The 2019 UF iGEM Team recently won a silver medal at the International Genetically Engineered Machine (iGEM) Competition, held in Boston from Oct. 31 to Nov. 4.
The iGEM Competition brings together students from around the world to push the boundaries of synthetic biology by tackling everyday issues facing the world. This year’s competition saw more than 300 teams from over 40 countries compete against each other to design, build, test and measure a system of their own design.
For their project, the UF iGEM Team used the Synthetic Cellular Recorders Integrating Biological Events (SCRIBE) System to quantify the concentration of heavy metals in tap water in Florida that may go improperly assessed.
“This award gives UF the opportunity to be recognized for research on an international level,” team member and student Nikila Ojili said. “Over 3,500 students from the world attended the conference at Boston, and we learned so much about the kind of work people are doing. It’s an eye-opening experience with respect to the rapid advancement of synthetic biology. I highly advise students to participate!”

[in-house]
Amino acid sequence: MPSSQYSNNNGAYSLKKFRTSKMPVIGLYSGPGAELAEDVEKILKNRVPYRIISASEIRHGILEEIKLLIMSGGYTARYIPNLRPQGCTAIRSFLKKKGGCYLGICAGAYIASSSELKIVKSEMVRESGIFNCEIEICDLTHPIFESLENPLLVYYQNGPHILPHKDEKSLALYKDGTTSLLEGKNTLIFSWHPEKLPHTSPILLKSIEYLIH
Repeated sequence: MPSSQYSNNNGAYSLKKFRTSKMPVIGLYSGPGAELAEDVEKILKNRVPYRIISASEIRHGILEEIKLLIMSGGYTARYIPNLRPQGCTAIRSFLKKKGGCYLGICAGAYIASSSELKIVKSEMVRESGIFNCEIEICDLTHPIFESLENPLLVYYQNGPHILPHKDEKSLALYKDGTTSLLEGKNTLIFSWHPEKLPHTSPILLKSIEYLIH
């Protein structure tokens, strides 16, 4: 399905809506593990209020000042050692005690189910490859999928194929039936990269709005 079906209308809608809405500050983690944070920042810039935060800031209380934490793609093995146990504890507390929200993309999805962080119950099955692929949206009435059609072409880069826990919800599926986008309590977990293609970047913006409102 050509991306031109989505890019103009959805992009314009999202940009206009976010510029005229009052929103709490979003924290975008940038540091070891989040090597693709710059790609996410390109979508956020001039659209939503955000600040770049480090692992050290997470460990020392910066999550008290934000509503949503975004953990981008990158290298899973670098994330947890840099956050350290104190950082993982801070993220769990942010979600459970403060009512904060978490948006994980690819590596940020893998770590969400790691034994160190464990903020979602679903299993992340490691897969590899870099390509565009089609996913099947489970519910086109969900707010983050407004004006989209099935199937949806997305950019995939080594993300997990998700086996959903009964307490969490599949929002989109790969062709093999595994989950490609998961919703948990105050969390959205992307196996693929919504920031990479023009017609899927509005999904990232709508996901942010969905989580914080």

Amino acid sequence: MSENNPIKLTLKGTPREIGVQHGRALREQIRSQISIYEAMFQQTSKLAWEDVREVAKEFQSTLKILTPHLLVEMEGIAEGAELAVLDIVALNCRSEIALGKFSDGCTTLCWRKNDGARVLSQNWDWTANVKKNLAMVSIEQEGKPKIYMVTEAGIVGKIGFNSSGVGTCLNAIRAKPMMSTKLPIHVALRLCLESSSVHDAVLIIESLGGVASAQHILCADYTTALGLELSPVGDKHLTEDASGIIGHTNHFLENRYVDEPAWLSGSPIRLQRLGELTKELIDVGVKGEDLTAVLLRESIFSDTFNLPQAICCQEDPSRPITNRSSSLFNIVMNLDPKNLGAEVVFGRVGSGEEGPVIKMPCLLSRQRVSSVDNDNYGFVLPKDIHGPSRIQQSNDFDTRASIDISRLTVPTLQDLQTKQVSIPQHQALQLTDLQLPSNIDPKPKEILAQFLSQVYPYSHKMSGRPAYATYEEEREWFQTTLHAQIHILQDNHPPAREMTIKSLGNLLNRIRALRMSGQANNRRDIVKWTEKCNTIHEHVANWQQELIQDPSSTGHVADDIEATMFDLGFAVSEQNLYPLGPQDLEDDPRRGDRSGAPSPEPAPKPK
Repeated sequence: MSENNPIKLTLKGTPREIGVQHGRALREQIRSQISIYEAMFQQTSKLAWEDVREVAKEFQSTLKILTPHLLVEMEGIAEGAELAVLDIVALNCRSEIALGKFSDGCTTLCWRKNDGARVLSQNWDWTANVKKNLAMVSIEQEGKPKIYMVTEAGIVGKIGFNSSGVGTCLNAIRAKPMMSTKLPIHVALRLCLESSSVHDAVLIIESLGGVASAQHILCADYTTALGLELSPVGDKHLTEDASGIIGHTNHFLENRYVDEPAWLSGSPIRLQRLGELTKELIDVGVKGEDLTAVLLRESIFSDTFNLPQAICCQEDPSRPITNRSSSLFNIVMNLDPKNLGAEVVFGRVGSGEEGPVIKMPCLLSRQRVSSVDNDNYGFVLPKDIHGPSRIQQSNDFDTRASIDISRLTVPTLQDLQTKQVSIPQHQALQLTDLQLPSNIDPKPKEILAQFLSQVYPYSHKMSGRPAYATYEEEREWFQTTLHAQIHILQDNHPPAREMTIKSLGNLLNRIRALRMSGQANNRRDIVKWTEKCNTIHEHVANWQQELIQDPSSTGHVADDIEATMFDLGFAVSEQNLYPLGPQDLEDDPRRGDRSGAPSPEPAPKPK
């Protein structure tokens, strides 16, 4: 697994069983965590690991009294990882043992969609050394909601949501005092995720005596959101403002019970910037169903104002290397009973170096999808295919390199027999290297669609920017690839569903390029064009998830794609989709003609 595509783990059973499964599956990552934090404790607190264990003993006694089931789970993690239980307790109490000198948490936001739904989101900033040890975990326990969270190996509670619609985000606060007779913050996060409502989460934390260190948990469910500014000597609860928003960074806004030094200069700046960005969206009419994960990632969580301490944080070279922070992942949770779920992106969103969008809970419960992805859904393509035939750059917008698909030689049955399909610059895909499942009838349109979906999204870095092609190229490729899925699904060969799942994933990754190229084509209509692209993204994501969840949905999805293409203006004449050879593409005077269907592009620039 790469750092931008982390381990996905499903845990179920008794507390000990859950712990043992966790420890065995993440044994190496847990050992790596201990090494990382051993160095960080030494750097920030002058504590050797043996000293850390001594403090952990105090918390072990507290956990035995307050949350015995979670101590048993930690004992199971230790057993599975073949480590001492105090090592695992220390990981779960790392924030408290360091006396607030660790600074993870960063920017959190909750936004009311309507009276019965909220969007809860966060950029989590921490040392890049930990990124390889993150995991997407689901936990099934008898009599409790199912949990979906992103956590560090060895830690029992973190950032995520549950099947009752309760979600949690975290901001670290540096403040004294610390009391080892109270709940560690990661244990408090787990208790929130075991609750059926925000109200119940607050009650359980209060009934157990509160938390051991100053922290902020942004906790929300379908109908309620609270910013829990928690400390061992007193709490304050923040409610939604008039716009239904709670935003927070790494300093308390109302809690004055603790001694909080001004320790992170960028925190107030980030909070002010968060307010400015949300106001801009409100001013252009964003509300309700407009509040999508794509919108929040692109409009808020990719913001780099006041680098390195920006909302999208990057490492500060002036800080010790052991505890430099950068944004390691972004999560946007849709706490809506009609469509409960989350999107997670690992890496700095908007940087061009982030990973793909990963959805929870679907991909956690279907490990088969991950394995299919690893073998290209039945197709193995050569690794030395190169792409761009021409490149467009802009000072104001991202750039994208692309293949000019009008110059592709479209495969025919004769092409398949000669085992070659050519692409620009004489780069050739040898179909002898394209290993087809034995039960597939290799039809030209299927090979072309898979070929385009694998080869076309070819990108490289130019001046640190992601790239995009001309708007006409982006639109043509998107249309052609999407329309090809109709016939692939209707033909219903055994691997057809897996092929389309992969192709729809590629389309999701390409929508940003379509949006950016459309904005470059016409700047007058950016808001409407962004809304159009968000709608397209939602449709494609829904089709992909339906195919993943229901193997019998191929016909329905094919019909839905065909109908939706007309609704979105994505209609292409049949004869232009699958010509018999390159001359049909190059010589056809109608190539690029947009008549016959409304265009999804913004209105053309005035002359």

The team of students that worked on this project include: Nicole Kantor, Samantha Golden, Anil Patel, Shivani Doshi, Julie Mallinger, Alexandra Gaskins, Nikila Ojili, Jessica Zheng and Zach Zeller. They were mentored by Assistant Professor Dr. Christopher Reisch of the Department of Microbiology and Cell Science.
Congratulations to the team — for more information on UF iGEM and their work, click here.